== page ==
Fungi can eat pollution right out of the soil
Fungi are freaking amazing: Give them enough time and they will eat anything, even the toxins spread over polluted sites around the world. Mohamed Hijri, a professor at the University of Montreal, figured — why wait for nature to take its time neutralizing the damage we’ve done to the planet? Why not urge it along? And so he started identifying the fungi and microorganisms that do the best job at cleaning up toxins.
Fast Company explains:
Working with a Montreal oil company responsible for several toxic sites, Hijri has collected a biological clean-up team that can turn what’s basically a moonscape into something habitable (at least by some species) over the course of just a few years. First, willow trees are planted in dense stands to soak up the heavy metal contamination and store it in the plant’s cells. Then, each season, the trees’ stems and leaves are burned, creating an ash residue full of heavy metals. Finally, specially selected (but naturally occurring) fungi and bacteria are released to metabolize the petrochemical waste. Even a highly contaminated soil, says Hijri, can be cleaned within a few seasons.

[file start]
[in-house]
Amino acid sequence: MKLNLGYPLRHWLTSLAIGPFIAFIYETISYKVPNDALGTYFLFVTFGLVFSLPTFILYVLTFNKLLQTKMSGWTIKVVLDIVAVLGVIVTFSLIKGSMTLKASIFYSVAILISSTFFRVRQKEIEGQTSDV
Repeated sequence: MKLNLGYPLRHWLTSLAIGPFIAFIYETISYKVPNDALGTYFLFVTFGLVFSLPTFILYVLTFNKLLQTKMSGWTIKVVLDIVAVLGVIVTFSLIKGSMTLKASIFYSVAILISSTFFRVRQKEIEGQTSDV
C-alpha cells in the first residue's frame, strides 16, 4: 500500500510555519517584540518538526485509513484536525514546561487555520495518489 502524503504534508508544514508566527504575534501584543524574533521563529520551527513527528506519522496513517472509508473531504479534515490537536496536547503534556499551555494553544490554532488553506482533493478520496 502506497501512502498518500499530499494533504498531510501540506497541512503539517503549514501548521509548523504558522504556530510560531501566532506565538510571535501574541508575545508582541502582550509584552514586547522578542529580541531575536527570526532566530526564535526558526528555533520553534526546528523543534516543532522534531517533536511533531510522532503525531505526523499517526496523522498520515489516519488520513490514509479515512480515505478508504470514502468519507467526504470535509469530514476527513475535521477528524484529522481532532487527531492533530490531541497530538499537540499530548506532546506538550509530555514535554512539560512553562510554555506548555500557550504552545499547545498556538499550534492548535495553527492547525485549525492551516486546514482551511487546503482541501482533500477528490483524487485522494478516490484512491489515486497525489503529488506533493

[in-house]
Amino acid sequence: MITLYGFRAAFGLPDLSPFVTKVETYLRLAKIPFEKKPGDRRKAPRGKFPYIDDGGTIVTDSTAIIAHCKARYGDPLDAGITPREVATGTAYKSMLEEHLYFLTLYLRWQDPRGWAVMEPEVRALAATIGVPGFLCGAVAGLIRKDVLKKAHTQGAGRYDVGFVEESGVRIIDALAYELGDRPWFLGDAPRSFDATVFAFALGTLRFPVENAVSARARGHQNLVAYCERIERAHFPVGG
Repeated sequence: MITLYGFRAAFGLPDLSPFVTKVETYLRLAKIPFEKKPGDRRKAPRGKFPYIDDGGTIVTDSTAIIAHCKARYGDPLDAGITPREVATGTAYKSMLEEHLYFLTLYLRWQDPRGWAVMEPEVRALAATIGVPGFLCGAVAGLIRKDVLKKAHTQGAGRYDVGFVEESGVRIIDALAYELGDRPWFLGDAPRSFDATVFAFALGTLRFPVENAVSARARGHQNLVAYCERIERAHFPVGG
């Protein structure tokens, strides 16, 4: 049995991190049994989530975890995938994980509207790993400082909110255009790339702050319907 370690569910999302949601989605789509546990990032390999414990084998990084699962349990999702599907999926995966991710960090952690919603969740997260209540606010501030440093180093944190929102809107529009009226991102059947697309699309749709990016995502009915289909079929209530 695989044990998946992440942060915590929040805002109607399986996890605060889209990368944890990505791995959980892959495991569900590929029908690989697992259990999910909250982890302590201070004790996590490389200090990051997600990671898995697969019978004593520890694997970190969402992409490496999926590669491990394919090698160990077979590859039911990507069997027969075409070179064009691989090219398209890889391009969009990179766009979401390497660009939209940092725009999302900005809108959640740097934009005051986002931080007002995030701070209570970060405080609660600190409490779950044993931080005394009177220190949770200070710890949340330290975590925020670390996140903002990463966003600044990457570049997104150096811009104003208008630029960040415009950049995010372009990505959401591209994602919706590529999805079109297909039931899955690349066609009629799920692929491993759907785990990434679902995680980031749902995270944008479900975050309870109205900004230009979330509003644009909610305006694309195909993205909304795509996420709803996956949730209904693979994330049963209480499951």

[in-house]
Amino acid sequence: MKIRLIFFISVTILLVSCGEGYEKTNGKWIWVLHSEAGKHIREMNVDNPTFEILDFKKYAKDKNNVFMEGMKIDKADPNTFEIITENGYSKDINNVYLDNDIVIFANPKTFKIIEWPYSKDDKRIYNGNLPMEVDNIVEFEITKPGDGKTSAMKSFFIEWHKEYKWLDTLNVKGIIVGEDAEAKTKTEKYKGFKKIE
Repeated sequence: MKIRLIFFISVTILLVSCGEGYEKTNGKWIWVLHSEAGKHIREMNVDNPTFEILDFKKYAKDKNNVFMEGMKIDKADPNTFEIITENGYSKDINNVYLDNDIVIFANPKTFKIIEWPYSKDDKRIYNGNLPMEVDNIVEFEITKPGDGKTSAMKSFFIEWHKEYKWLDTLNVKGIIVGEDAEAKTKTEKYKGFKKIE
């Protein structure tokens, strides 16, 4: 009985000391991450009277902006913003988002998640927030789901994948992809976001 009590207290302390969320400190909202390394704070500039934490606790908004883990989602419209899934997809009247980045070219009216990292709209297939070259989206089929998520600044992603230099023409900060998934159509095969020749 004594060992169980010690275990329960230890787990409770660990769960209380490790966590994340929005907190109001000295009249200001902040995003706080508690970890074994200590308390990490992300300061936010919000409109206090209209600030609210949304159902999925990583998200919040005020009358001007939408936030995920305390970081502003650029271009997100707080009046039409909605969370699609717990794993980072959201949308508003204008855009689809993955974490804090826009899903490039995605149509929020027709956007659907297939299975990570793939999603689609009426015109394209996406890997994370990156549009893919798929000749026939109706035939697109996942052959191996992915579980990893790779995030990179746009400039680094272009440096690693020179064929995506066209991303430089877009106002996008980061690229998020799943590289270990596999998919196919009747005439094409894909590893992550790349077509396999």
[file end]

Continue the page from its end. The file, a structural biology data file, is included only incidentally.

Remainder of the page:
And then we can make cars out of them! Truly, it is the circle of life.